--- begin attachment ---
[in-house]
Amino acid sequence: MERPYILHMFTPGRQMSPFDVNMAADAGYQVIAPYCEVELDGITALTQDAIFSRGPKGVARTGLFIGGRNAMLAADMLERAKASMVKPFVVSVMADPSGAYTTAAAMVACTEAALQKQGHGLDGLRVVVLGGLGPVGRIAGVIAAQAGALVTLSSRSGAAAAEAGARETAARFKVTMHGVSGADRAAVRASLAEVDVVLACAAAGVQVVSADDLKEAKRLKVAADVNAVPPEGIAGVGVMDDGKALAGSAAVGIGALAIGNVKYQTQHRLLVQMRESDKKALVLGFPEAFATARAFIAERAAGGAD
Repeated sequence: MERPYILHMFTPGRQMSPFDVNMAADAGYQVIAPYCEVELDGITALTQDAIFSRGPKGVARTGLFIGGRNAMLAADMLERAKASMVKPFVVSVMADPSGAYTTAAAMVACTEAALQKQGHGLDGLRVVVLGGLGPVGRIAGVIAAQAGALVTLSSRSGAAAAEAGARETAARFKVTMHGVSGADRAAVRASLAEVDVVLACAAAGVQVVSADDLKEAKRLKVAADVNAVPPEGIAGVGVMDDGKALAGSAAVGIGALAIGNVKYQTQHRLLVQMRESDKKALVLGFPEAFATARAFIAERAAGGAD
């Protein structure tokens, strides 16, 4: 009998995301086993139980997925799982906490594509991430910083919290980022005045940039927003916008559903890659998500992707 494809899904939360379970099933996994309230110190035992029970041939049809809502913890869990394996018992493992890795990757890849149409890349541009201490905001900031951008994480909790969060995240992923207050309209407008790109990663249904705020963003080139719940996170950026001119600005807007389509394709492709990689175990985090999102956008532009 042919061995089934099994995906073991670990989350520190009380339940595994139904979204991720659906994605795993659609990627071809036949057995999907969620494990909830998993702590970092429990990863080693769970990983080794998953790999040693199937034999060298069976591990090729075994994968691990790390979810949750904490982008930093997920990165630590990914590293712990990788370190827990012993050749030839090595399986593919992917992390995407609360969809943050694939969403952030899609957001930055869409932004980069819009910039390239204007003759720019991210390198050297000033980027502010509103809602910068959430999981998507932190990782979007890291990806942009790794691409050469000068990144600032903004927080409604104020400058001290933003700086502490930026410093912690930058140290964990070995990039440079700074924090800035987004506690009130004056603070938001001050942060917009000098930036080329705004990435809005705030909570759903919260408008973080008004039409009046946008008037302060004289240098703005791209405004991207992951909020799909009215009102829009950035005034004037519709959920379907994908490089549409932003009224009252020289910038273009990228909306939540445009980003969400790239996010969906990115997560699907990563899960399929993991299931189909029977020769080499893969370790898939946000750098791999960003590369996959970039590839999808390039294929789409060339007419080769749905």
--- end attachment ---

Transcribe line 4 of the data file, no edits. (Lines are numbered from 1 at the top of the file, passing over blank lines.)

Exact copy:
């Protein structure tokens, strides 16, 4: 009998995301086993139980997925799982906490594509991430910083919290980022005045940039927003916008559903890659998500992707 494809899904939360379970099933996994309230110190035992029970041939049809809502913890869990394996018992493992890795990757890849149409890349541009201490905001900031951008994480909790969060995240992923207050309209407008790109990663249904705020963003080139719940996170950026001119600005807007389509394709492709990689175990985090999102956008532009 042919061995089934099994995906073991670990989350520190009380339940595994139904979204991720659906994605795993659609990627071809036949057995999907969620494990909830998993702590970092429990990863080693769970990983080794998953790999040693199937034999060298069976591990090729075994994968691990790390979810949750904490982008930093997920990165630590990914590293712990990788370190827990012993050749030839090595399986593919992917992390995407609360969809943050694939969403952030899609957001930055869409932004980069819009910039390239204007003759720019991210390198050297000033980027502010509103809602910068959430999981998507932190990782979007890291990806942009790794691409050469000068990144600032903004927080409604104020400058001290933003700086502490930026410093912690930058140290964990070995990039440079700074924090800035987004506690009130004056603070938001001050942060917009000098930036080329705004990435809005705030909570759903919260408008973080008004039409009046946008008037302060004289240098703005791209405004991207992951909020799909009215009102829009950035005034004037519709959920379907994908490089549409932003009224009252020289910038273009990228909306939540445009980003969400790239996010969906990115997560699907990563899960399929993991299931189909029977020769080499893969370790898939946000750098791999960003590369996959970039590839999808390039294929789409060339007419080769749905």